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Terrorism & Security

Iraq's insurgency shows staying power

With a string of bombings today in Baghdad, and Sunni militants still in control of parts of Anbar Province, Prime Minister Maliki's iron fist does not seem to be deterring insurgents.

By Staff writer / February 5, 2014

Iraqi security forces look up as smoke billows from a building that was hit in an explosion in the business district of Sinak in central Baghdad February 5, 2014. Four bombs struck near Baghdad's heavily-fortified 'Green Zone' and a busy square in the center of the capital on Wednesday, killing at least 13 people, security sources said.

Thaier al-Sudani/Reuters

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Staff Writer

Anna Kordunsky is a staff writer at the Monitor's international desk, focusing on Russia, the CIS, and security and development topics. 

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A string of deadly explosions rocked central Baghdad today in a fresh eruption of violence between Sunni militants, still in command of areas of Anbar Province, and the government, bent on pursuing a hard line toward the insurgency ahead of April elections.   

Escalating violence already made January the most deadly month in Iraq in almost six years, with more than 1,000 people killed, the BBC reports. With a standoff in Anbar and strikes pounding cities across the country on an almost daily basis – today’s blasts in Baghdad follow a rocket attack on Fallujah on Tuesday – chances for a peaceful resolution appear slim.

The most violent blast today took place across the street from the Iraqi foreign ministry, on the edge of the international Green Zone. Soon after, a suicide bomber detonated his explosives belt at a nearby falafel restaurant, the Associated Press reports. Another car bomb was detonated in Khilani Square in the city's commercial center. Authorities managed to diffuse the fifth bomb near the oil ministry before it went off, according to the Agence France-Presse. At least 24 people died.

There was no immediate claim of responsibility for the attacks, although the blasts bear the hallmarks of Sunni militant groups, which have launched similar coordinated attacks in the past, AFP reports.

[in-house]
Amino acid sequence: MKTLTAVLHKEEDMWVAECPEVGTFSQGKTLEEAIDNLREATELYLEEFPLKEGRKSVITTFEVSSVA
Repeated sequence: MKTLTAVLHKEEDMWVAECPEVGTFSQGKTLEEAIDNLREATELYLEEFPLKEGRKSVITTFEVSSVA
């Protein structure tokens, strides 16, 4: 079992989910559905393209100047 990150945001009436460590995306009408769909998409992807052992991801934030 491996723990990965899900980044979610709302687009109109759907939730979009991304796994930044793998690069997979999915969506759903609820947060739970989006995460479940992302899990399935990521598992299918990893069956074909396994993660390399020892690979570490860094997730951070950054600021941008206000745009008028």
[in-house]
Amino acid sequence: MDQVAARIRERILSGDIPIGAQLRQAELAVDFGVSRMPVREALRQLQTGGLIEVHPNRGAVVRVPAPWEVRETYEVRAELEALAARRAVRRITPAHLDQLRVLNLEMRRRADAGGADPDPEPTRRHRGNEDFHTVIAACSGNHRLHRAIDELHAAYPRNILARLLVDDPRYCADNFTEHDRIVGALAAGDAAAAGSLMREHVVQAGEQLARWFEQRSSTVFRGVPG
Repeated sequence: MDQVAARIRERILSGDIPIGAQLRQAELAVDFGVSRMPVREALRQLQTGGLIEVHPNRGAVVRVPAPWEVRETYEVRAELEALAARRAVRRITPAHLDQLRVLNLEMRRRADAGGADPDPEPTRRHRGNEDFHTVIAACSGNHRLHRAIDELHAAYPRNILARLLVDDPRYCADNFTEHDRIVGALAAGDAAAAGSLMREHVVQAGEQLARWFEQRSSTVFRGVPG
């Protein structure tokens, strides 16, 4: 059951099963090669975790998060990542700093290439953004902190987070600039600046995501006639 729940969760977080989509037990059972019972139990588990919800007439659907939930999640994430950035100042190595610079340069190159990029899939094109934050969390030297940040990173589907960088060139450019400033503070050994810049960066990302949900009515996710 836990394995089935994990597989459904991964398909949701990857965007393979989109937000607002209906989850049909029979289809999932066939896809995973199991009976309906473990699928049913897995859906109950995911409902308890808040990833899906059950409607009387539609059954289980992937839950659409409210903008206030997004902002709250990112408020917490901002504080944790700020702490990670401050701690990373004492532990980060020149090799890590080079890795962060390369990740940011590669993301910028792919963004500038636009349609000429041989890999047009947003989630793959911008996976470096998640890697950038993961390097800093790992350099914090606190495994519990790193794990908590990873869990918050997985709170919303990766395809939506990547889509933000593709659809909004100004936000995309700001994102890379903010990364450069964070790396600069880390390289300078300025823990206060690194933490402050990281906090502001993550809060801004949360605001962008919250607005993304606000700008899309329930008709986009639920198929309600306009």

The Christian Science Monitor’s Dan Murphy explains that the rise of violence has its roots in urgent political grievances of the country’s Sunni majority and in  Prime Minister Nouri al-Maliki's Shiite-led government’s stubborn refusal to address them:

What's happening in Iraq at the moment is not some atavistic expression of "ancient" hatreds and irreconcilable cultural differences. Instead, it's a function of the failure of politics and power sharing in the modern era. And that's the kind of failure that can be rectified if Iraq's leaders, starting with Mr. Maliki, decide to change course from the politics of marginalization and exclusion. 

To be sure, there's been no sign of dawning wisdom yet.

…A fairer share of oil wealth, jobs in the bureaucracy, and guarantees of political autonomy in places like Anbar could go a long way to containing this crisis. Of course, whether Maliki will make that choice is far from clear; his track record doesn't inspire great optimism. But this is not an intractable conflict, nor one that Iraqis don't have the tools to sort out themselves, were they to choose to try.

Despite facing pressure from the diplomatic community to seek a negotiated resolution to the present conflict, the government has taken a hard line against the insurgents, vowing to show no weakness as April parliamentary elections loom.

Standoff in Anbar

The standoff in Anbar Province has persisted for several weeks, as government forces struggle to oust Sunni militants who have taken control of parts of Ramadi and the entire city of Fallujah.

A prominent tribal leader allied with the government said the attack was “imminent,” according to AFP, although the government has so far been reluctant to unleash an all-out ground assault:

Security forces and pro-government tribal fighters have made slow progress in Ramadi after days of heavy clashes, and late Tuesday had retaken several neighborhoods that had been militant strongholds, according to officers and an AFP journalist.

In Fallujah, however, security forces have largely stayed out of the city in recent weeks fearing major incursions could ignite a drawn-out campaign with high civilian casualties and heavy damage to property.

But with no negotiations underway, how long the standoff will continue in the face of daily eruptions of violence throughout the country remains unclear.

Reuters reported on Monday that government forces killed 57 militants in Anbar Province, citing figures provided by Defense Ministry officials, who hinted at a possible upcoming assault on the rebel-held city of Fallujah.

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